How a CBDC Created Chaos and Poverty in Nigeria
It is no coincidence that Nigeria, with a population of over two hundred million, became the first serious global testing ground for central bank digital currencies (CBDC) implementation. Not only is it the wealthiest country on the continent where the globalists are making plans, but Nigeria also possesses significant hydrocarbon and metals reserves and talented citizens. For these reasons, it can serve as a relatively good example for the rest of the poorest continents.
Geopolitical considerations are not insignificant. The Davos globalists, who have been present in Nigeria for some time, feel that if they do not take care of Nigeria, the Russians, present there since the Soviet era, will do it. Political interests in Nigeria are also being sought after by the Chinese, who have been building railways, roads, airports, and mining companies in Nigeria while simultaneously cultivating good relationships with tribal and political leaders.
Here is the timeline of the establishment of eNaira, the Nigerian CBDC. Although the attempt to digitize the Nigerian currency ended in failure, it carries a lesson for the rest of the world.
On October 25, 2022, one year after the national referendum on the establishment of CBDC in Nigeria, in which 99.5 percent of the citizens voted against digitalizing the currency, the then president of the country, Muhammadu Buhari from the Fulani tribe, issued a decree that despite the opposition of the majority of the nation, the financial revolution would still take place.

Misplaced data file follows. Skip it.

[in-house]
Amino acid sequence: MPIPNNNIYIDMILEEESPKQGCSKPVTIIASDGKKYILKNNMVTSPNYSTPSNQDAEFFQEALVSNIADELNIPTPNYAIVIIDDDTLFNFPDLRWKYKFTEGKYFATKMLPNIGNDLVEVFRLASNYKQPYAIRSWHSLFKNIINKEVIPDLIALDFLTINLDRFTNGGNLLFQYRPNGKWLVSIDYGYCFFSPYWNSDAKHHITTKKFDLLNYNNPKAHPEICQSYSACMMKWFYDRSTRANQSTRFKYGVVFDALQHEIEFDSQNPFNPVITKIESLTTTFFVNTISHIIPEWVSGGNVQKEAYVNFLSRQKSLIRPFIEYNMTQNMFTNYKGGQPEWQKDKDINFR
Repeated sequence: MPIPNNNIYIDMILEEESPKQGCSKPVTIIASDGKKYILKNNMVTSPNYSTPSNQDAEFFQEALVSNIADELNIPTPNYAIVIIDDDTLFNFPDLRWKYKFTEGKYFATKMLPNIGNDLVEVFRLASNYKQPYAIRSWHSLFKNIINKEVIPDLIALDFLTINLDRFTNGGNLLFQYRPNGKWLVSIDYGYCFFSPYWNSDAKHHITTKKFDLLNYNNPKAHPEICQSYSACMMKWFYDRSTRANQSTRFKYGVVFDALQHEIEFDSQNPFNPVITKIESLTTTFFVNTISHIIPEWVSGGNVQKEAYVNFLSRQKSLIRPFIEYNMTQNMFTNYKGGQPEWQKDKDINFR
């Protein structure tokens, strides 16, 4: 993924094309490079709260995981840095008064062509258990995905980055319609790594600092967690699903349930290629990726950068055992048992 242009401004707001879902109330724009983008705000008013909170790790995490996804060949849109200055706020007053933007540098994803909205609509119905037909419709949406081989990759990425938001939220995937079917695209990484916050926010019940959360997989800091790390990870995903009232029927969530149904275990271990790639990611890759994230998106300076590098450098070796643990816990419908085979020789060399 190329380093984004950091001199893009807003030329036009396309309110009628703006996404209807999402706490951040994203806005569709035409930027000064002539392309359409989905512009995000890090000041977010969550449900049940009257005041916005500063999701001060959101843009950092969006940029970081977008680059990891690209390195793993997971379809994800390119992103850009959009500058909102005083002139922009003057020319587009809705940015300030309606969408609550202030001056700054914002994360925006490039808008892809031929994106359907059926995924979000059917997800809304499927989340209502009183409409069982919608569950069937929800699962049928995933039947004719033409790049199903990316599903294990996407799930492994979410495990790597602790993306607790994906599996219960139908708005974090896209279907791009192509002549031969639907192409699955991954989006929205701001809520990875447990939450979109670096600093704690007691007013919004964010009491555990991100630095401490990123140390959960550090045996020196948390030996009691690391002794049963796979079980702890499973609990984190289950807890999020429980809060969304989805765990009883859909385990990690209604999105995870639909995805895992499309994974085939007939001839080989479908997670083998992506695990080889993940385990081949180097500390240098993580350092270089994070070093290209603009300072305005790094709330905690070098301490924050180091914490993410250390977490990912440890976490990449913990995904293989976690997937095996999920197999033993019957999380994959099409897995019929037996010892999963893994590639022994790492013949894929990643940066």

In December 2022, the government in Abuja launched a total attack on cash. The situation resembled events from 2016 in India when the government demonetized the highest denomination banknotes. The governor of the Central Bank of Nigeria (CBN) announced that by the end of January 2023 (later extended to February 10), Nigeria would fully transition from physical cash (naira) to eNaira, the central bank’s digital currency. People were required to transfer their cash holdings to the CBN, which would service them under the new monetary regime. The executive order was carried out by the then governor of the CBN, Godwin Emefiele from the Ibo tribe, a general and the only Christian in the country’s Islamic ruling elite. Well-informed sources claim that the guidelines, both in know-how and digitalization supervision, were provided by circles close to the International Monetary Fund (IMF), the World Economic Forum (WEF), and even the Bureau of Industry and Security.
When February 10, 2023, arrived and about 80 percent of the $7.2 billion, previously in private hands, ended up in digital accounts as CBDC, the poorer segment of the popu
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